( b B ) ( b ) f h b 1 = ( b ) k h b 2

( b B ) ( b ) f ( b b 1 ) h = ( b ) k ( b b 2 ) h b 1 = b 2

[Since B is left cancellative]

f = k b 1 = b 2 .

Also

P 1 P 3 = P 2 P 3 and g a 3 j = l a 3 j

( a A ) ( a ) g a 3 j = ( a ) l a 3 j

( a A ) ( a ) g a 3 ( a ) j = ( a ) l a 3 ( a ) j

( a A ) ( a 3 a ) g ( a ) j = ( a 3 a ) l ( a ) j

[Since A is left cancellative]

( a A ) ( a ) g = ( a ) l

[Since B is left cancellative]

g = l a 1 = a 2 .

As a result, M = A B is actually a right cancellative monoid. In fact, one may prove with a similar way for left cancellative. Hence M = A B is cancellative.

On the other hand, the converse part of the proof is clear.

Hence the result. +

In [10] , the question of orthodox wreath products of monoids has been explained. After that, in [11] , it has been investigated the orthodox wreath products of semigroups without unity. In this part, we will give necessary and sufficient conditions for A B to be orthodox, where A and B are any monoids.

Recall that the semigroup S is called orthodox if the set of idempotents E ( S ) is a subsemigroup of S. An orthodox semigroup S is left (respectively, right) inverse if e g e = g e (respectively, e g e = e g ) for every e , g E ( S ) . For more details reader refer [12] [13] . From [ [10] , Lemma 3.1], A B is an orthodox or left or right inverse semigroup if and only if A has the same property. In the reference [1] , the necessary and sufficient conditions for the new derivation of wreath products to be regular have been defined. In here, we give sufficient conditions for it to be orthodox as in the following theorem.

Theorem 3.3 If A B is an orthodox monoid or left (right) inverse, then each of A and B has the same property.

Proof. Applying [ [1] , Theorem 5.2], we see that A and B are regular. It remains to prove that the set of idempotents of A and B closed under multiplication defined on A and B respectively. Let f , g E ( A B ) and h , k E ( B A ) . Then f 2 = f , g 2 = g , h 2 = h and k2 = k. Since A B is an orthodox monoid, then for an element ( f , ( a , b ) , h ) , ( g , ( c , d ) , k ) E ( A B ) , we have

( f , ( a , b ) , h ) , ( g , ( c , d ) , k ) = ( f g b , ( a c , b d ) , h c k ) E ( A B )

( f g b , ( a c , b d ) , h c k ) ( f g b , ( a c , b d ) , h c k ) = ( f g b , ( a c , b d ) , h c k )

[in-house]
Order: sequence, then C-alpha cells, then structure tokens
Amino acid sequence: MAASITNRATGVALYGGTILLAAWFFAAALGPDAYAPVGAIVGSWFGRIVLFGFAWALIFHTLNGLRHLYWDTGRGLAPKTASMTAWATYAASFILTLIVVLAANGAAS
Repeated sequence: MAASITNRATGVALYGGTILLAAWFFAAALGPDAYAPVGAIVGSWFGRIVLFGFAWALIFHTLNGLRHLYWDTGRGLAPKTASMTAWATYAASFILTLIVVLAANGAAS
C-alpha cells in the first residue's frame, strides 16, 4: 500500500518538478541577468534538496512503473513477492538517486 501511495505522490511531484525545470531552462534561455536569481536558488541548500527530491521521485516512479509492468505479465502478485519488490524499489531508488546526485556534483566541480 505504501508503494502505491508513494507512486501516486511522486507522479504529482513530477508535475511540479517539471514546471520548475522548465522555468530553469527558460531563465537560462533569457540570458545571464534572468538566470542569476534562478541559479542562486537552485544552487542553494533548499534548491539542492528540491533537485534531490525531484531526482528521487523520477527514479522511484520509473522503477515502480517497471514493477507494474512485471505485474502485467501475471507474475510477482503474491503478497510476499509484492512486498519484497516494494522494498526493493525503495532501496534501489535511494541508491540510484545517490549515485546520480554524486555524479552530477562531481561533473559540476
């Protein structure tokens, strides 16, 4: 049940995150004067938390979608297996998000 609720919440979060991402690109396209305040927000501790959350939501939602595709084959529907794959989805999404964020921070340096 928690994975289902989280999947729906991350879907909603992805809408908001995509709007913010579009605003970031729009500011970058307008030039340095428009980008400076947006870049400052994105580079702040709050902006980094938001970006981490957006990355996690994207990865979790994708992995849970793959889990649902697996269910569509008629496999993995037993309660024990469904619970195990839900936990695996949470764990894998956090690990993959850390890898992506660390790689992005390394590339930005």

( ( f g b ) f b d g b , ( ( a c ) 2 , ( b d ) 2 ) , ( h c k ) a c ( h c k ) ) = ( f g b , ( a c , b d ) , h c k )

( f g b ) f b d g b = f g b , ( h c k ) a c ( h c k ) = h c k , ( a c ) 2 = a c , ( b d ) 2 = b d

( f g ) 2 = f g in A B and ( h k ) 2 = h k in B A .

Furthermore

( x ) ( f g b ) b d f g b = ( x ) f g b

( b d x ) ( f g b ) ( x ) f ( x ) b g = ( x ) f ( x ) b g

( b d x ) f ( b d x ) b g ( x ) f ( x b ) g = ( x ) f ( x b ) g

( b d x ) f ( b d x b ) g ( x ) f ( x b ) g = ( x ) f ( x b ) g

( f g ) 2 = f g for every x B .

Similar, calculation shows that ( h k ) 2 = h k , for every y A . Hence the set of idempotents of A B and B A are subsemigroups. The result follows from [ [10] , Lemma 3.1].

Now let us suppose that A B is the left inverse. Then, for any element ( f , ( a , b ) , h ) , ( g , ( c , d ) , k ) E ( A B ) , where f , g E ( A B ) and h , k E ( B A ) , we certainly have

( f , ( a , b ) , h ) ( g , ( c , d ) , k ) ( f , ( a , b ) , h ) = ( g , ( c , d ) , k ) ( f , ( a , b ) , h )

( f g b f b d , ( a c a , b d b ) , h c a k a h ) = ( g f d , ( c a , d b ) , k a h )

f g b f b d = g f d , h c a k a h = k a h , a c a = c a , b d b = d b

f g f = g h , h k h = k h

and

( x ) f g b f b d = ( x ) g f d

( x ) f ( x ) b g ( x ) b d f = ( x ) g ( x ) d f

( x ) f ( x b ) g ( x b d ) f = ( x ) g ( x d ) f .

Hence, f g f = g h for every x B . Similar, calculation shows that h k h = k h for every y A . We thus conclude that A and B are actually left inverses.

The same proof can be applied to show right inverse case as well. +

Note 3.4 1) The other inclusion of Theorem 3.3 is left for future work. Following Caito [10] , who determined necessary and sufficient conditions for the (restricted) wreath product to be orthodox, to be left inverse and to be right inverse, respectively.

2) There is also a particular class of regular monoids, namely coregular monoids [14] . An element of a monoid S is called coregular if there is a β S such that α = α β α = β α β as well as the monoid S is called coregular if each element of it is coregular cf. [15] . In fact, the coregularity and its properties over the new type of wreath product are left as an open problem for the future studies.

4. Conclusion

In this paper, the author investigated some specific theories such as Green’s relations, left cancellative, orthodox, left (right) inverse etc. over new type of wreath products over monoids. Of course, there are still so many different properties that can be checked on this important product. On the other hand, in Note 3.4, we indicated some problems for future studies.

Conflicts of Interest

The authors declare no conflicts of interest regarding the publication of this paper.